So for example, a lady who helps with some of the sewing, I get to see a little more about this person and her life and that’s interesting. Then it’s also how do you deal with this person. Because, under normal circumstances, she won’t be my friend. But now I’m put into a situation where I work with this person because of her other qualities. From there I get to see other parts of her which are valuable in ways I wouldn’t see otherwise.

Likewise with my factory in Nepal. In the beginning, I was so annoyed by how things were. For the first few factory visits, we had to take the car for half an hour, an hour, on a very shitty road, and it’s a very small, dingy car. And I was always getting carsick. And for the whole journey, the owner would talk to me about Hinduism, as though he’s trying to convert me. Obviously, I’m Buddhist. And I found it really annoying. I tried to have a conversation with him. But I realized it was pointless. Plus with the carsick. So towards the end, I was just nodding and was like, “Okay, okay, okay.”

But then the relationship changed. Two months ago, he was telling me, “I’m very fond of the Buddhist religion.” And he was sharing with me some videos about Buddhism and some experiences of his life as well. That’s a nice, meaningful connection that I wouldn’t otherwise have if I’m not using this factory. So that’s the kind of relationship that I get to experience outside of my own social circles.

Because you’re working with different people, you naturally would share who you are, you naturally share your Buddhist experience or other things. In this case, kind of opened him up to something new as well.

Being told you’re being too honest. Has it created problems or actually created surprises for you?

You think so? What if your genuine sharing is actually more inspiring?

What did you mean when you said “The destination is the excuse to take the journey?”

What’s that destination?

So the destination is just, it’s like an oasis. You feel like you’re getting there, but you’ll never get there. And it’s actually the desire to get there. That’s the fun part. Because you will actually never get there. So that’s definitely the case with painting. Because there’s no perfect painting where “Oh my God, I’ve done this, I can never, surmount my great work. So I need to stop.” You know, there’s never a destination. I guess it’s the same with life, money, and everything. Right?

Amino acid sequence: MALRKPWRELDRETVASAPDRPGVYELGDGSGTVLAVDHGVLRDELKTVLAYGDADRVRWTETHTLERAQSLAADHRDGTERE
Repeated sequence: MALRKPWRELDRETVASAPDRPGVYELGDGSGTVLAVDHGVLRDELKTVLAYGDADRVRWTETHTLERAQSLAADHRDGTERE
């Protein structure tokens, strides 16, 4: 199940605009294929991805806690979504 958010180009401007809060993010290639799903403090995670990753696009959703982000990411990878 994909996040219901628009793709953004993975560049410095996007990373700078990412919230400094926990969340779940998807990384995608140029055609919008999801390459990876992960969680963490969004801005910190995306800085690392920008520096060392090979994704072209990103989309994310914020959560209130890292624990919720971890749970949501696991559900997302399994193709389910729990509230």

Painting entitled Karma. By Jacqueline Shiu.
Painting entitled Karma. By Jacqueline Shiu.
Karma. Painting by Jacqueline Shiu.

Tenacity and renewal

Is there anything else you want to share or add?

Did it set you free? Or did it give you an impetus to stand on your own?

It must have been very tough. How did you pull yourself through?

For this brand, you said you wanted to bring something to the world? What is it that you want to bring?

Now, whenever I come across anybody, I just have to remember I stand for Jacqueline Shiu. I stand for myself, I stand for my brand. So I don’t want to do shitty things and ruin my brand and ruin my reputation as a human being. I think if everyone does that, then it’s good. Right? What was your question?

What do you want to bring to people?

Weaving through narrow alleyways of the brocade factory district. [Sound ON]

Cool. Thank you.


All photos and videos from Jacqueline Shiu.

Date of chat: Tuesday, 23 February 2021 at Jacqueline’s studio.

Look out for the first interview on her training and art next week!

Originally published at on March 11, 2021.

Writer + Host: Filmaholic/ Orchestrii Orchestrator-in-Chief / Design-lover /World explorer. Written for Zolima City Mag, Culture Trip.

Writer + Host: Filmaholic/ Orchestrii Orchestrator-in-Chief / Design-lover /World explorer. Written for Zolima City Mag, Culture Trip.